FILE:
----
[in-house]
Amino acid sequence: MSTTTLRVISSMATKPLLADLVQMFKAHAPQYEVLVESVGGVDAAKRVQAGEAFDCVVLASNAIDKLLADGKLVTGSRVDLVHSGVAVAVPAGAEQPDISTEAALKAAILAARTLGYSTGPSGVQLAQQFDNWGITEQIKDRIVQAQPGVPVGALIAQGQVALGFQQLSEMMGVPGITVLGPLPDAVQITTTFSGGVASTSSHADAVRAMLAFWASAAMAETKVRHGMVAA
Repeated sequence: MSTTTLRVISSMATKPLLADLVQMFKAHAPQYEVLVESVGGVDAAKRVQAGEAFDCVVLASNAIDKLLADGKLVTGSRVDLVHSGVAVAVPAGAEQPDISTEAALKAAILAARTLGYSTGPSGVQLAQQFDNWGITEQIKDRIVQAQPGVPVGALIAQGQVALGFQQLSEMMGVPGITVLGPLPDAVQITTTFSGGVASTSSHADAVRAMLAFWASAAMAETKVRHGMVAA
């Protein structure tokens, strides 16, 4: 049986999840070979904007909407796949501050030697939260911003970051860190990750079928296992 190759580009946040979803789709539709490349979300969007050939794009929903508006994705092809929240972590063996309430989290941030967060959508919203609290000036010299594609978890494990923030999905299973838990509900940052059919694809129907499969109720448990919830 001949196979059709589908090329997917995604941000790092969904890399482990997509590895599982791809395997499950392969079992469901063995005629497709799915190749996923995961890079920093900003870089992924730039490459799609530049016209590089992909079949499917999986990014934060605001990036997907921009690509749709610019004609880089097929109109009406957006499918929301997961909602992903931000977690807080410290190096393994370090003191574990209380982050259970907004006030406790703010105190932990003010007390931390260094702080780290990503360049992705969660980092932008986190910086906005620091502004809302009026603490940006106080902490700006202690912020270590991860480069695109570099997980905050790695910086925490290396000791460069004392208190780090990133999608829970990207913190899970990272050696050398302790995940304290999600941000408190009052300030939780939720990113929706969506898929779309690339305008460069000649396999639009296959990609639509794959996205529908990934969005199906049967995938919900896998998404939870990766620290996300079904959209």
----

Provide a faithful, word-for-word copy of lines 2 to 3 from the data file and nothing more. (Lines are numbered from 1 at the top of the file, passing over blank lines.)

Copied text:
Amino acid sequence: MSTTTLRVISSMATKPLLADLVQMFKAHAPQYEVLVESVGGVDAAKRVQAGEAFDCVVLASNAIDKLLADGKLVTGSRVDLVHSGVAVAVPAGAEQPDISTEAALKAAILAARTLGYSTGPSGVQLAQQFDNWGITEQIKDRIVQAQPGVPVGALIAQGQVALGFQQLSEMMGVPGITVLGPLPDAVQITTTFSGGVASTSSHADAVRAMLAFWASAAMAETKVRHGMVAA
Repeated sequence: MSTTTLRVISSMATKPLLADLVQMFKAHAPQYEVLVESVGGVDAAKRVQAGEAFDCVVLASNAIDKLLADGKLVTGSRVDLVHSGVAVAVPAGAEQPDISTEAALKAAILAARTLGYSTGPSGVQLAQQFDNWGITEQIKDRIVQAQPGVPVGALIAQGQVALGFQQLSEMMGVPGITVLGPLPDAVQITTTFSGGVASTSSHADAVRAMLAFWASAAMAETKVRHGMVAA